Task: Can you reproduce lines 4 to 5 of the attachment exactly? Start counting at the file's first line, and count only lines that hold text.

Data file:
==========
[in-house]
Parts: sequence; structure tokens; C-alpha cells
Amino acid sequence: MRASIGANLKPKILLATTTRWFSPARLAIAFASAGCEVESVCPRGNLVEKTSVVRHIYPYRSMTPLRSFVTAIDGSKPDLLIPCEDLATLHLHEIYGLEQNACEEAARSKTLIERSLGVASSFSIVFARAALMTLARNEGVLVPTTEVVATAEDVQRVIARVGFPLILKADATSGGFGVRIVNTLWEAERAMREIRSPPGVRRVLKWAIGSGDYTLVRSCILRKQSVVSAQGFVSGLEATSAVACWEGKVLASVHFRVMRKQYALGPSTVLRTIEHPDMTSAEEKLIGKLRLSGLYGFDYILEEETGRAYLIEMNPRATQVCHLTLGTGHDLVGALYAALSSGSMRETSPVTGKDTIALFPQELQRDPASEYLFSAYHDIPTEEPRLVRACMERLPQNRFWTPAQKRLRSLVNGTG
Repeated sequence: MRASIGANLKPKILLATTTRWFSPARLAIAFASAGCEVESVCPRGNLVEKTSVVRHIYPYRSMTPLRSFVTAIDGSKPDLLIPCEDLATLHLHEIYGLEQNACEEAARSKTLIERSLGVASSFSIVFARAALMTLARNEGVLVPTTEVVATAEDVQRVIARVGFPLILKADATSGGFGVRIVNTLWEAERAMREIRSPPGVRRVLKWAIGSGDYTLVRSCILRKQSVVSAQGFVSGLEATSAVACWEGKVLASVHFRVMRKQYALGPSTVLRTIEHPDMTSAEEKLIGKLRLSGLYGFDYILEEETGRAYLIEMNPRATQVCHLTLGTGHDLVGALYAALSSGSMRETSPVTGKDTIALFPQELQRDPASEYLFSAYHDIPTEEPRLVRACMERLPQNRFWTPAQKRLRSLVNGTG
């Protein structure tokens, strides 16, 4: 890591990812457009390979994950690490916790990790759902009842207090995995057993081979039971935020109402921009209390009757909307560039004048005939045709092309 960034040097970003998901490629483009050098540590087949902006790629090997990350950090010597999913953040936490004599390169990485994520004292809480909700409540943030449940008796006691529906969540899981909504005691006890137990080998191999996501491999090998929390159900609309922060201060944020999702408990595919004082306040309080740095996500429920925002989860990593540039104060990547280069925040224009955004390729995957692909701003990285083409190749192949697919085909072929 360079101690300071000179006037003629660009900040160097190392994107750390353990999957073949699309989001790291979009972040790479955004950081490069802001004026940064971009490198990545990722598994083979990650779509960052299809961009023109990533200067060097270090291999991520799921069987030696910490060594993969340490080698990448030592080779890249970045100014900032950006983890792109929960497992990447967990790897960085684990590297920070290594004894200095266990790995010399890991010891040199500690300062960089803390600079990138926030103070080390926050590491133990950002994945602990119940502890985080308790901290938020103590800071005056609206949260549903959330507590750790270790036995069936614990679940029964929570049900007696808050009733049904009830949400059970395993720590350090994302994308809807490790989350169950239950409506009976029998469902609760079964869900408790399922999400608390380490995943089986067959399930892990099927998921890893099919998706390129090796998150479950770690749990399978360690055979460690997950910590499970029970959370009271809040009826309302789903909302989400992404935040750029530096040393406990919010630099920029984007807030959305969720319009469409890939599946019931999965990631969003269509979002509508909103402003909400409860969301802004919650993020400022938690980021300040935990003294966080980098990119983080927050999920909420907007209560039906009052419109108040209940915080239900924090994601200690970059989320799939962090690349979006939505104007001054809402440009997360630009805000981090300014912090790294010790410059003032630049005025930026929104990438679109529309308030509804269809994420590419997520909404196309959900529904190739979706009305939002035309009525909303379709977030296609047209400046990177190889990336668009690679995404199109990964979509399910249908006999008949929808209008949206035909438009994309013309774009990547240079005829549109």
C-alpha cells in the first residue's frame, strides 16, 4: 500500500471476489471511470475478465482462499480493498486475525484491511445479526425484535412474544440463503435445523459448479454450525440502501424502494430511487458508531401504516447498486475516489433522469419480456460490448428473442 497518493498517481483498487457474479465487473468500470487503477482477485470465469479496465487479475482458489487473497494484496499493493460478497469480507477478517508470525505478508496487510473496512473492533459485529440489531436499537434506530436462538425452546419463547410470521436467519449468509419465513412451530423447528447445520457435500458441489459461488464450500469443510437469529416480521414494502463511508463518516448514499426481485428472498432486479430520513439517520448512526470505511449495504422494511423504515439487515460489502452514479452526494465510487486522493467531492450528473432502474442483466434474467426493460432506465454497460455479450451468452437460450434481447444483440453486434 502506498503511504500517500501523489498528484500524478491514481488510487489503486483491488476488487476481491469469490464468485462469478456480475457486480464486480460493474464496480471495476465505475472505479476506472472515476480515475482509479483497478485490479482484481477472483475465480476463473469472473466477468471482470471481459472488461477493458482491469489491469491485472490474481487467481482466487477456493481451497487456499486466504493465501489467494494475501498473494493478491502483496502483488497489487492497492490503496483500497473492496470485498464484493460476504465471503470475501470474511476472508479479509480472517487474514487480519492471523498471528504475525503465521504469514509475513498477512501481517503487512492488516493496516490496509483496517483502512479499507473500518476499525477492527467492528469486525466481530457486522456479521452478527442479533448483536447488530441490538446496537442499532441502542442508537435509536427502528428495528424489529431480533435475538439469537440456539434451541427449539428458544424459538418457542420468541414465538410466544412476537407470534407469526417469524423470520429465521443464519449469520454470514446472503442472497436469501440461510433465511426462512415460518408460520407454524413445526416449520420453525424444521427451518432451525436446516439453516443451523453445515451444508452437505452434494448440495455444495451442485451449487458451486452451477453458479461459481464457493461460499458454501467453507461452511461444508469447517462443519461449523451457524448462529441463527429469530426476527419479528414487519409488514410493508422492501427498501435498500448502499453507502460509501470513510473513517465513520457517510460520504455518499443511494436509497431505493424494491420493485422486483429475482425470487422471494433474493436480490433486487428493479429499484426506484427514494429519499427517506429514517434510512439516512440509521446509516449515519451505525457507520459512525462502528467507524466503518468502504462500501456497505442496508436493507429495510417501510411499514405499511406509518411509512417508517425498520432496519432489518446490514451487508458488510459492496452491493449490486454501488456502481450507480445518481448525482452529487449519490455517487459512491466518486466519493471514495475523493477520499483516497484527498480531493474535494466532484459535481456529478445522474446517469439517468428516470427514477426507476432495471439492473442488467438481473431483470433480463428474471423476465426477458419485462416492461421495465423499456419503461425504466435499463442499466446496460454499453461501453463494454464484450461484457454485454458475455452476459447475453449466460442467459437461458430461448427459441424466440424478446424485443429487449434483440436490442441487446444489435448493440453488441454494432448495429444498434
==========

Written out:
Repeated sequence: MRASIGANLKPKILLATTTRWFSPARLAIAFASAGCEVESVCPRGNLVEKTSVVRHIYPYRSMTPLRSFVTAIDGSKPDLLIPCEDLATLHLHEIYGLEQNACEEAARSKTLIERSLGVASSFSIVFARAALMTLARNEGVLVPTTEVVATAEDVQRVIARVGFPLILKADATSGGFGVRIVNTLWEAERAMREIRSPPGVRRVLKWAIGSGDYTLVRSCILRKQSVVSAQGFVSGLEATSAVACWEGKVLASVHFRVMRKQYALGPSTVLRTIEHPDMTSAEEKLIGKLRLSGLYGFDYILEEETGRAYLIEMNPRATQVCHLTLGTGHDLVGALYAALSSGSMRETSPVTGKDTIALFPQELQRDPASEYLFSAYHDIPTEEPRLVRACMERLPQNRFWTPAQKRLRSLVNGTG
């Protein structure tokens, strides 16, 4: 890591990812457009390979994950690490916790990790759902009842207090995995057993081979039971935020109402921009209390009757909307560039004048005939045709092309 960034040097970003998901490629483009050098540590087949902006790629090997990350950090010597999913953040936490004599390169990485994520004292809480909700409540943030449940008796006691529906969540899981909504005691006890137990080998191999996501491999090998929390159900609309922060201060944020999702408990595919004082306040309080740095996500429920925002989860990593540039104060990547280069925040224009955004390729995957692909701003990285083409190749192949697919085909072929 360079101690300071000179006037003629660009900040160097190392994107750390353990999957073949699309989001790291979009972040790479955004950081490069802001004026940064971009490198990545990722598994083979990650779509960052299809961009023109990533200067060097270090291999991520799921069987030696910490060594993969340490080698990448030592080779890249970045100014900032950006983890792109929960497992990447967990790897960085684990590297920070290594004894200095266990790995010399890991010891040199500690300062960089803390600079990138926030103070080390926050590491133990950002994945602990119940502890985080308790901290938020103590800071005056609206949260549903959330507590750790270790036995069936614990679940029964929570049900007696808050009733049904009830949400059970395993720590350090994302994308809807490790989350169950239950409506009976029998469902609760079964869900408790399922999400608390380490995943089986067959399930892990099927998921890893099919998706390129090796998150479950770690749990399978360690055979460690997950910590499970029970959370009271809040009826309302789903909302989400992404935040750029530096040393406990919010630099920029984007807030959305969720319009469409890939599946019931999965990631969003269509979002509508909103402003909400409860969301802004919650993020400022938690980021300040935990003294966080980098990119983080927050999920909420907007209560039906009052419109108040209940915080239900924090994601200690970059989320799939962090690349979006939505104007001054809402440009997360630009805000981090300014912090790294010790410059003032630049005025930026929104990438679109529309308030509804269809994420590419997520909404196309959900529904190739979706009305939002035309009525909303379709977030296609047209400046990177190889990336668009690679995404199109990964979509399910249908006999008949929808209008949206035909438009994309013309774009990547240079005829549109």